A rare Hooded Oriole was spotted visiting a hummingbird feeder in Sidney, by resident Stan Coe. The photo has been flagged on the BC Rare Bird Alert website, stating the bird was visiting Coe’s property from Feb. 16 to March 17, but has not been seen again since. (Photo courtesy of Stan Coe)

A rare Hooded Oriole was spotted visiting a hummingbird feeder in Sidney, by resident Stan Coe. The photo has been flagged on the BC Rare Bird Alert website, stating the bird was visiting Coe’s property from Feb. 16 to March 17, but has not been seen again since. (Photo courtesy of Stan Coe)

Rare bird spotted visiting a backyard feeder in Sidney

Hooded 0rioles are generally found in hotter climates, local bird watcher says

You never know what kind of flying friend you might draw in, just by adding a touch of sweetness to your yard.

A rare bird was spotted visiting a feeder in Sidney by resident Stan Coe, who shared a photo with the Peninsula News Review.

The photo was published in the paper, and local birders quickly realized the bird had been misidentified as an American Goldfinch. Barbara Begg, a bird watcher from North Saanich, identified the bird as a rare hooded oriole.

“I think there’s been about 26 records of this bird in B.C., and certainly not many on the Island. I can think of about four or five around the Greater Victoria area,” said Begg. “I spoke with the fellow who took the photo, and went over to take a look, but did not see this particular one myself.”

The photo has been flagged on the BC Rare Bird Alert website, noting the bird was visiting Coe’s property from Feb. 16 to March 17, but has not been seen again since.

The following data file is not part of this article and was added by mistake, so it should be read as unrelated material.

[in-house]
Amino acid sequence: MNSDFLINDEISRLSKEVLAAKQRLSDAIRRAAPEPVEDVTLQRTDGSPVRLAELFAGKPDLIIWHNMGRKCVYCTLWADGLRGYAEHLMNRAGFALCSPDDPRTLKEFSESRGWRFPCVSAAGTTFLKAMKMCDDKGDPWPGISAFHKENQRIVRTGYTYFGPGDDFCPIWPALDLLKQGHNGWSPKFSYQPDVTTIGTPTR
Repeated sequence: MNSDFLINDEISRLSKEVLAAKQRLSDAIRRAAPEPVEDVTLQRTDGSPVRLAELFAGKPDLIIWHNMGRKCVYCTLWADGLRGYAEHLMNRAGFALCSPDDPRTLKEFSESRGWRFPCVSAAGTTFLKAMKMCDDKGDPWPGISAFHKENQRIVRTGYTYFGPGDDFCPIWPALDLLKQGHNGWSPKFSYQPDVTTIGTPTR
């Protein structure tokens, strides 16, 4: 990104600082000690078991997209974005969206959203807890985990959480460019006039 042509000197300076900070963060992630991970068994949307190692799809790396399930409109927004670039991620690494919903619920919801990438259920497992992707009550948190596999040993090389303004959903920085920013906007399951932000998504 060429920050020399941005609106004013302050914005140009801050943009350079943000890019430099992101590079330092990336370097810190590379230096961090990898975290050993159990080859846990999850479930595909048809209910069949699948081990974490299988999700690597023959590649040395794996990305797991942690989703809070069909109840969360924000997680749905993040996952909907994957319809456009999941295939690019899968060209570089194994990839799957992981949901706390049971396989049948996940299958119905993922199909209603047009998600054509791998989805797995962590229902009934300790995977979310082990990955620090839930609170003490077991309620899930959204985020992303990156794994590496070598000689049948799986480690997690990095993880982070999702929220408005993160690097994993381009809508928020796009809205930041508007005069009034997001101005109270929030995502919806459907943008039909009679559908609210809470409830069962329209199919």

“A hooded oriole’s normal range is way down in extreme southwestern parts of the U.S. and Mexico,” said Begg. “Of course with global warming, temperatures are changing and I think more southern species are drifting northward. It happens all over Canada.”

Begg noted that birds who migrate are more likely to get turned around, and can sometimes lose their bearings and fly off course. Hooded orioles tend to breed in western parts of Nevada, California and Texas, and in the winter move to southern parts of Mexico.

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“The last time I saw a hooded oriole was in 1988,” said Begg, who has been studying birds for about 30 years.

The bird spotted in Sidney was likely a young male, said Bregg. She noted this by its black bib and the intensity of its feather colouring. Hooded orioles are bright orange, with black and white wings, and a black tail. The males are more likely to have a black patch of feathers below the beak.

The Bullock’s oriole, a relative to the hooded oriole, is more commonly found nesting on Vancouver Island. Begg said to tell the two species apart, there are a couple of subtle differences: Bullock’s have a black eye line that extends quite far out from their eyes, and hooded orioles have a more downward curved beak.

The best way to attract one of these birds to your yard, is to put out a hummingbird syrup feeder, or include flowers such as Red Hot Pokers in your garden, Bregg said.

“They mainly eat grubs and nectar from flowers, but will also eat the syrup mix in feeders,” she added.

To view more rare bird sightings in B.C., visit bcbirdalert.blogspot.com.

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